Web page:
California Governor Arnold Schwarzenegger
Photo by John Han
By Mark DiCamillo and Mervin Field
There has been a significant increase in both Governor Arnold Schwarzenegger’s job performance and image ratings among registered voters over the past six months.
By a two to one majority (60% to 28%) state voters also view favorably the actions taken by the governor and the state legislature to move up the 2008 presidential primary from June to February. And, for the first time in six years, more voters now rate the job the state legislature is doing in a positive than negative light.
Voters also take a more optimistic view of the direction of the state, compared to what it was last year. Now, 52% say California is headed in the right direction and 38% think it is on the wrong track, a reversal from a 57% to 32% negative appraisal last May.
While two-thirds of state voters continue to believe there should be laws limiting the terms of California elected officials, by a 53% to 39% margin, likely voters in the February primary are disposed to approve an initiative to modify the state’s term limits law.
These are the highlights from the latest statewide Field Poll about matters relating to the governor, state legislature, the February primary and the proposed term limits initiative.
Trend of voter assessments of Schwarzenegger
During Schwarzenegger’s first year in office, large majorities approved of the job that he was doing. However, beginning in the spring and summer of his second year, voter assessments of the governor turned completely around, with more disapproving than approving of his performance.
Starting last July, the governor’s job performance ratings returned to positive territory. The current poll shows continuing improvement in his ratings since his re-election last November, as 60% currently approve and 29% disapprove.
There has been a similar turn-around in the governor’s favorability ratings, with 63% of voters now saying they have a generally favorable opinion of Schwarzenegger, while just 29% hold an unfavorable view.
Underlying Schwarzenegger’s improved standing is the fact that majorities of Democrats, Republicans and non-partisans all rate the governor’s job performance positively and have a favorable impression of him.
Job appraisal of the state legislature
The highly negative view that California voters have displayed toward the state legislature during recent years now appears to be lessening. In Field Poll measures conducted between 2003 and the spring of last year, about twice as many voters disapproved as approved of the legislature’s performance overall. Last September that dim view started to ease somewhat. Now, a slightly larger proportion of voters (42%) approves of the job the legislature is doing as disapproves (40%).
Slim pluralities of Democrats and non-partisans approve of the state legislature’s performance, while a plurality of Republicans disapproves.
Support for moving up the state’s presidential primary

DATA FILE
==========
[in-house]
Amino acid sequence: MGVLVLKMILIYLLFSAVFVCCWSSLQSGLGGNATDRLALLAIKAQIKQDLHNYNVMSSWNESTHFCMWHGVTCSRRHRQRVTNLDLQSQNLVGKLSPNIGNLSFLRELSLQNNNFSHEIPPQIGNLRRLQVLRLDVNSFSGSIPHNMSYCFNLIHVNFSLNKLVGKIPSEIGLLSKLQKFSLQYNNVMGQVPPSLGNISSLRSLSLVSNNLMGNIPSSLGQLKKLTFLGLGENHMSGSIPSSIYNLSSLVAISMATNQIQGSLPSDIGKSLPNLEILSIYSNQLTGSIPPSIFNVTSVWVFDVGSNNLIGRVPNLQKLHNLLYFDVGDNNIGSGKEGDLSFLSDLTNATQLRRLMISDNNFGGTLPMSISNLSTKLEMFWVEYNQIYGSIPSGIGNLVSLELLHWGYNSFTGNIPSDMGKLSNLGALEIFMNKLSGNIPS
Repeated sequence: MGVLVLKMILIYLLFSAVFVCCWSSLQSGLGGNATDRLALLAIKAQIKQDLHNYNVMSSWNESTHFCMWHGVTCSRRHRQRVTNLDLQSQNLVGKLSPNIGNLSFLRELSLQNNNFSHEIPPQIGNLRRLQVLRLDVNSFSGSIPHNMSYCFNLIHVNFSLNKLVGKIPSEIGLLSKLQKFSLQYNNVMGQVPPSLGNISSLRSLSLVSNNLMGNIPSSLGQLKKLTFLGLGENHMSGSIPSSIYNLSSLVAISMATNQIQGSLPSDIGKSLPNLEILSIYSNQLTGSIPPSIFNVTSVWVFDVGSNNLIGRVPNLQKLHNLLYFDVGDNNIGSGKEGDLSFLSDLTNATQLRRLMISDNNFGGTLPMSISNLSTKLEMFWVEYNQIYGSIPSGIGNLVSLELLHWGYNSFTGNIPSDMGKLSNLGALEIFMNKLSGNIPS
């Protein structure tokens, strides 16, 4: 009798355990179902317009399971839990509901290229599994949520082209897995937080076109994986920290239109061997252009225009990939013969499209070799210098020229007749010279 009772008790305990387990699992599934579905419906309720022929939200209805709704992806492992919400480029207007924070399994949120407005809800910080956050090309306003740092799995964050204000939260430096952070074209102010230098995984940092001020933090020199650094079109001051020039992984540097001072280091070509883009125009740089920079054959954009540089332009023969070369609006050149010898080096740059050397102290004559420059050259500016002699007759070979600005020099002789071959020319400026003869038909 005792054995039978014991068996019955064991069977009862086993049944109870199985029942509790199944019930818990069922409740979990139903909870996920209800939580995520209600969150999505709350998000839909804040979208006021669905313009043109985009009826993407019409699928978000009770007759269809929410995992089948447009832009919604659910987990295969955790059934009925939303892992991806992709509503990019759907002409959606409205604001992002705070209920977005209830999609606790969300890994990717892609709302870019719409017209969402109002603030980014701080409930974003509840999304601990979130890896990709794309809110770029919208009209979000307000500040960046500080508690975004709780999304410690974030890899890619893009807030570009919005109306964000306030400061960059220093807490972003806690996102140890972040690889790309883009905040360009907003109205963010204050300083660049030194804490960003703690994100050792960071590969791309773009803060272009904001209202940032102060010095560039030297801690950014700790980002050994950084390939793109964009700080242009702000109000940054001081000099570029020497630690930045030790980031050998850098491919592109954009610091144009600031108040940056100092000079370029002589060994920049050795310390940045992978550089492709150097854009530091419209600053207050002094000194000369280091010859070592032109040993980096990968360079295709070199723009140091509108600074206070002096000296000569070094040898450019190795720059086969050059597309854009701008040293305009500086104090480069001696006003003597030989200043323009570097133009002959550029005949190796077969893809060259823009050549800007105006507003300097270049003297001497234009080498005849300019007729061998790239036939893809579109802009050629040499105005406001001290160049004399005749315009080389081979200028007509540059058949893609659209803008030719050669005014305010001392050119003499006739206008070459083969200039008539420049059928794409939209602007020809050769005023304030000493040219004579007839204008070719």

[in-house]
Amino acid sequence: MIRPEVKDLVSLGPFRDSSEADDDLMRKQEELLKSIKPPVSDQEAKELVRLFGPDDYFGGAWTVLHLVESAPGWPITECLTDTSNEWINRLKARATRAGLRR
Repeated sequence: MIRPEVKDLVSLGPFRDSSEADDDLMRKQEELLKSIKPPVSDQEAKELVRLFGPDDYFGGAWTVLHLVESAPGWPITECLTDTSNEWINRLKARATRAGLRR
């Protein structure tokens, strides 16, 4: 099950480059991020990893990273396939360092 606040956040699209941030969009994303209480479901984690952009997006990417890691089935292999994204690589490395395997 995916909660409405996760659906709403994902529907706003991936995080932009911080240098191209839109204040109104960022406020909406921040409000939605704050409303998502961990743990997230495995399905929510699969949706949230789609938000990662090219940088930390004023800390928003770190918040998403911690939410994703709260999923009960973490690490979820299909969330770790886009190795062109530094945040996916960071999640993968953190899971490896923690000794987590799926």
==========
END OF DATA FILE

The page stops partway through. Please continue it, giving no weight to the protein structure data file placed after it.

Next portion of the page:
By a greater than two to one margin (60% to 27%), voters have a favorable view of the recent action by the legislature and the Governor to move up next year’s presidential primary from June to February. Democrats and Republicans each approve by similar margins.
Trend of voter opinion of term limits
As they have for the past ten years, about two-thirds of the state’s voters (66%) believe that the terms of elected officials in California should be limited. Majorities of Democrats, Republicans and non-partisans all feel this way.
Early support for term limits modification
While voters continue to support the idea of limiting the terms of elected officials, these same voters indicate initial support for the proposed initiative to modify the present term limits law. An initiative proposed for the February 2008 ballot will ask voters to reduce the total years a legislator can serve in both legislative houses from 14 to 12 years, but allow legislators to serve their entire 12 years in either the Assembly or the Senate. By a 53% to 39% margin likely voters indicate their initial approval of this idea.
Impact that the initiative’s provision allowing legislative leaders to avoid being termed out has on voter support
One consequence of the new term limits initiative is that many current legislators, including the present leaders in the Senate and Assembly, would avoid being termed out of office next year because of a provision in the new law allowing legislators to serve up to 12 years in the legislative body in which they are currently serving. After voters were informed of this, they were asked what effect this would have on their support or opposition to the initiative.
More than one half of all voters (55%) say this information has no effect on how they would vote on the term limits initiative. This compares to about one in five (22%) who say this makes them less inclined to support the initiative, while almost as many (19%) say it makes them more inclined to support it.
Trend of attitudes toward the direction of the state
Up until the spring of last year, more California voters felt that the state was seriously off on the wrong track rather than heading in the right direction. That view began to change last summer. Now, 52% of voters believe that California is headed in the right direction, while 38% feel it is on the wrong track.
Pluralities of voters across all parties now feel the state is heading in the right direction.
See Related: FIELD REPORT